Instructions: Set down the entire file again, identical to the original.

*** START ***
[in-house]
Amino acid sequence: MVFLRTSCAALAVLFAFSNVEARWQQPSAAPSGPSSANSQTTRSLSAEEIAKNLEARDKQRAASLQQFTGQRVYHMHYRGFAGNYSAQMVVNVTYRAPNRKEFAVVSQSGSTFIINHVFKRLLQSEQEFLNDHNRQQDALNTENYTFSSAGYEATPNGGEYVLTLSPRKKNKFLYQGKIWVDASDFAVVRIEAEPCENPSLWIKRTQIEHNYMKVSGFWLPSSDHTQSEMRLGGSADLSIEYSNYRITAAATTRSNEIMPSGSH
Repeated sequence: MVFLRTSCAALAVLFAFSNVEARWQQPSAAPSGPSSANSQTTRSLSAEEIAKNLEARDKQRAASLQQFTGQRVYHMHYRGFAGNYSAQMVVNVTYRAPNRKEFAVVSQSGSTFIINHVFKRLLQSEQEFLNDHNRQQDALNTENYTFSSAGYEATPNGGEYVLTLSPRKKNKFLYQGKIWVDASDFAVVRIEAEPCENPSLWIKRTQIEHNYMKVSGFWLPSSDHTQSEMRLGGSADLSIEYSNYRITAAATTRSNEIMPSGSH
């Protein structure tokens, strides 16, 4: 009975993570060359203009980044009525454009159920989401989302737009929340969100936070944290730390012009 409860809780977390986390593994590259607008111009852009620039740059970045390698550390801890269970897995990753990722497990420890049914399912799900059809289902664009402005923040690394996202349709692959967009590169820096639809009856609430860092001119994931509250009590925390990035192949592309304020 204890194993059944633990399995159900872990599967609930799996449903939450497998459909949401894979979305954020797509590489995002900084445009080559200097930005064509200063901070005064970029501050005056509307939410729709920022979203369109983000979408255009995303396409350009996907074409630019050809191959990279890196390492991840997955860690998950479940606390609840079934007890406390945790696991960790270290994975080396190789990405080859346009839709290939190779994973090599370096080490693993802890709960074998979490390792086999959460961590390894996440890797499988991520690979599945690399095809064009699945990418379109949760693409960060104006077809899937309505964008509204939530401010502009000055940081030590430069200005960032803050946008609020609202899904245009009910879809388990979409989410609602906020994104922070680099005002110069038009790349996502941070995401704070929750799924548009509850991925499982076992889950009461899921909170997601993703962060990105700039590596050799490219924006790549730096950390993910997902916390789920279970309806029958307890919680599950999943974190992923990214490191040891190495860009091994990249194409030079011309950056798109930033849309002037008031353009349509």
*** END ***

[in-house]
Amino acid sequence: MVFLRTSCAALAVLFAFSNVEARWQQPSAAPSGPSSANSQTTRSLSAEEIAKNLEARDKQRAASLQQFTGQRVYHMHYRGFAGNYSAQMVVNVTYRAPNRKEFAVVSQSGSTFIINHVFKRLLQSEQEFLNDHNRQQDALNTENYTFSSAGYEATPNGGEYVLTLSPRKKNKFLYQGKIWVDASDFAVVRIEAEPCENPSLWIKRTQIEHNYMKVSGFWLPSSDHTQSEMRLGGSADLSIEYSNYRITAAATTRSNEIMPSGSH
Repeated sequence: MVFLRTSCAALAVLFAFSNVEARWQQPSAAPSGPSSANSQTTRSLSAEEIAKNLEARDKQRAASLQQFTGQRVYHMHYRGFAGNYSAQMVVNVTYRAPNRKEFAVVSQSGSTFIINHVFKRLLQSEQEFLNDHNRQQDALNTENYTFSSAGYEATPNGGEYVLTLSPRKKNKFLYQGKIWVDASDFAVVRIEAEPCENPSLWIKRTQIEHNYMKVSGFWLPSSDHTQSEMRLGGSADLSIEYSNYRITAAATTRSNEIMPSGSH
């Protein structure tokens, strides 16, 4: 009975993570060359203009980044009525454009159920989401989302737009929340969100936070944290730390012009 409860809780977390986390593994590259607008111009852009620039740059970045390698550390801890269970897995990753990722497990420890049914399912799900059809289902664009402005923040690394996202349709692959967009590169820096639809009856609430860092001119994931509250009590925390990035192949592309304020 204890194993059944633990399995159900872990599967609930799996449903939450497998459909949401894979979305954020797509590489995002900084445009080559200097930005064509200063901070005064970029501050005056509307939410729709920022979203369109983000979408255009995303396409350009996907074409630019050809191959990279890196390492991840997955860690998950479940606390609840079934007890406390945790696991960790270290994975080396190789990405080859346009839709290939190779994973090599370096080490693993802890709960074998979490390792086999959460961590390894996440890797499988991520690979599945690399095809064009699945990418379109949760693409960060104006077809899937309505964008509204939530401010502009000055940081030590430069200005960032803050946008609020609202899904245009009910879809388990979409989410609602906020994104922070680099005002110069038009790349996502941070995401704070929750799924548009509850991925499982076992889950009461899921909170997601993703962060990105700039590596050799490219924006790549730096950390993910997902916390789920279970309806029958307890919680599950999943974190992923990214490191040891190495860009091994990249194409030079011309950056798109930033849309002037008031353009349509």